Kitchen Finks were nearly as represented, but this issue is much more complex. @Chosler88 pointed out a few weeks ago that it’s a great pickup, as Modern Masters cards aren’t incapable of rising, and it looks fantastic in a world of Wild Nacatls. On the flip side of that, if Anger of the Gods is absolutely everywhere Finks looks a lot worse. $4 is pretty cheap, but the splash damage may harm their potential. I think our perspective ceiling is around $7 or $8 right now, but that is susceptible to change. I don’t think I’m a buyer but I’m happy to grab them in trade. One thing to consider: a huge percentage of people in the room are going to be either casting Wild Nacatl, Kitchen Finks, or Anger of the Gods. 

Forsythe also reported 55 copies of Splinter Twin. Twin has broken $15, but that still feels a little underpriced. I think $25 is closer to this guy’s real price, especially with the other half of the combo being a nickel.

Zoo was 10% of the 18+ field, which sounds about right. Nacatl showed up in various forms of Zoo, but never without our good buddy Goyf. The more aggressive flavors of Zoo and RG aggro were better represented than I would have guessed, and Goblin Guide has hiked it up to $12. I could see him continuing on to $15, and from there you’re in a position where reprints are quite possible and would be a bit of a beating on the price. Selling in June is the safe play here.

As expected, Geist of Saint Traft showed up in the Domain Zoo lists alongside a flurry of burn and Snapcaster Mage. Turn three Geist, turn four double Tribal Flames is just savage. Geist is $25 up from $15 just two weeks ago, and could easily float towards $30 by June. Hold now, sell later.

There were a few things I found were considerably under-represented compared to what I was expecting. For one, only a single 18+ had a copy of Gifts Ungiven. That’s wild, especially since Gifts is one of the best combo-enablers in the format with Unburial Rites. It also costs four and is in blue, which are conveniently hallmarks of Cryptic Command. Imagine playing a fair deck sitting across the table from four untapped lands that make blue. Do you attempt to add pressure and hate against the combo right into Cryptic mana, or do you hold your threats and end up facing down Iona, Griselbrand or Elesh Norn?

Gifts Ungiven is a powerful enabler that’s even breaking through to Legacy. $4 is just too cheap for a card that does this much. The Modern Masters printing is going to keep this from hitting $30, but $10+ seems so viable. It didn’t have a hot performance this time around, but I don’t think we’ve seen the last of it either.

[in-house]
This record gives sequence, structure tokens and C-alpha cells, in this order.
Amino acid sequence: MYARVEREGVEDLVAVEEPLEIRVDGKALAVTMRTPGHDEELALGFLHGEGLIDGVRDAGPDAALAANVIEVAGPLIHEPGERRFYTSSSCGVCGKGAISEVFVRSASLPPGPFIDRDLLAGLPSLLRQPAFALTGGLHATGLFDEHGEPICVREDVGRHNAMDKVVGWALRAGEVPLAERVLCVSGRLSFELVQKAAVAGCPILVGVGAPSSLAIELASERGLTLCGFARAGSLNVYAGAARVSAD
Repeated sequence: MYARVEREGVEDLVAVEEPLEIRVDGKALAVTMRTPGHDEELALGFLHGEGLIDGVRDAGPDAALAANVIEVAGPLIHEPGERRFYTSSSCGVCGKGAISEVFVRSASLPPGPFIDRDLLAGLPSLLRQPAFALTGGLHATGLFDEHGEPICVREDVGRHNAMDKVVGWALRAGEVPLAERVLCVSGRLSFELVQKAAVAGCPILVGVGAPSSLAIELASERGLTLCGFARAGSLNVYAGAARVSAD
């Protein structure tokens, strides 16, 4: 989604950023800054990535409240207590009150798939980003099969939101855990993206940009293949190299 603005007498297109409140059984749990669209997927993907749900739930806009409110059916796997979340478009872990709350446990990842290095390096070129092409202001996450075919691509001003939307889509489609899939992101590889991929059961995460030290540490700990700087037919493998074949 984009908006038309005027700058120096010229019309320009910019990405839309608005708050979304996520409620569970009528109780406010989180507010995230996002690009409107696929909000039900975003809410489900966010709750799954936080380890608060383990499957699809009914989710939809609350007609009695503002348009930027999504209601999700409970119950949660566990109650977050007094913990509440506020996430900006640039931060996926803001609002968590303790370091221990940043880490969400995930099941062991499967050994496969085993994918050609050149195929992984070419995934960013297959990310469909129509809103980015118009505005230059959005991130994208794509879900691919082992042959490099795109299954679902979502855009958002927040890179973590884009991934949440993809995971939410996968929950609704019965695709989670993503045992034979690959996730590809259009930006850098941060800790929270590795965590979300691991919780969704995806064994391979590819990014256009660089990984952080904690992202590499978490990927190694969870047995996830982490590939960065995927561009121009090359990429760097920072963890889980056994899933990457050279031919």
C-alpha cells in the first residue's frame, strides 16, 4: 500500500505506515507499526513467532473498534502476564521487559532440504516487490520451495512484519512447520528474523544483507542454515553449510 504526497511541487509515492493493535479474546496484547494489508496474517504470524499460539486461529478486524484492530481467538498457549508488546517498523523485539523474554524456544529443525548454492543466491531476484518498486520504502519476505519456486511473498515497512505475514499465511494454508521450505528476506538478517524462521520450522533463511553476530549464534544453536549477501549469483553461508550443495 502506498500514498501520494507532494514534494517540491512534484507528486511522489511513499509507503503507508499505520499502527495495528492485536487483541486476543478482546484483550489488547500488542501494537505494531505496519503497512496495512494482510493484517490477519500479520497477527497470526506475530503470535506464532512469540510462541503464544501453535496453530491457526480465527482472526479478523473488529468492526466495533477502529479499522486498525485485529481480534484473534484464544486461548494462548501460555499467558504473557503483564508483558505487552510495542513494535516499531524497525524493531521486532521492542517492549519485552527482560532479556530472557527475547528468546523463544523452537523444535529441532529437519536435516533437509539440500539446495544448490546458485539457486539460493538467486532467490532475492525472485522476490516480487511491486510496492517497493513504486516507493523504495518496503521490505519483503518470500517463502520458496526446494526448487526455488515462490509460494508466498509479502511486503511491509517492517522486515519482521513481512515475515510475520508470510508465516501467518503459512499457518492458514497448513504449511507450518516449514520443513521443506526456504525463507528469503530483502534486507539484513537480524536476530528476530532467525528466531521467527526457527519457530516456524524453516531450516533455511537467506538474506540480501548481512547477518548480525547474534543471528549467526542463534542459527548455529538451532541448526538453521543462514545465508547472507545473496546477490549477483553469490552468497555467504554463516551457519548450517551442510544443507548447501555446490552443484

Other cards that basically didn’t appear? Vengevine. Bloodghast. Life from the Loam. Raven’s Crime. Seismic Assault. Demigod of Revenge. Lotleth Troll. Windbrisk Heights. Restore Balance.

A lot of people – myself included – were anticipating some hot graveyard action with Deathrite’s departure. Instead, we just got a ton of UWx and Wild Nacatls. I’m not entirely sure why that is. Perhaps nobody stumbled across a list they liked? Just because nobody broke it this time, it doesn’t mean it won’t happen. There’s definitely a deck in there somewhere, and we just haven’t seen it yet. Vengevine and Bloodghast are already $20 and $13 respectively without any results. Don’t sleep on your chance to pick copies up before they really do make a splash. 

Unlike graveyard strategies, Faeries did make a go of it. They only put up two eighteen or betters though. In spite of the fervor that ensued at Bitterblossom’s unbanning, many were doubtful that they were capable of keeping up in a more powerful format. Those naysayers appear to have been right. At this point, I would sell all of your fae and Bitterblossoms while there’s still reasonable demand. Even if Faeries do manage to do slightly better than we’ve seen so far, it’s highly unlikely it will be enough to sustain these prices.

Whew! That is a lot of results to chew through, and we really only scratched the surface. With GP Richmond on the horizon, we’ll get to see how the field adjusts in light of the Pro Tour. One thing I can’t help but notice is how relatively familiar the successful decks looked this time around. That doesn’t tell me the format is solved, it just means that nobody has found some of the more wilder combinations. In the meantime, I’ll do my best to keep you all apprised of the spicy stuff I see coming through the pipeline.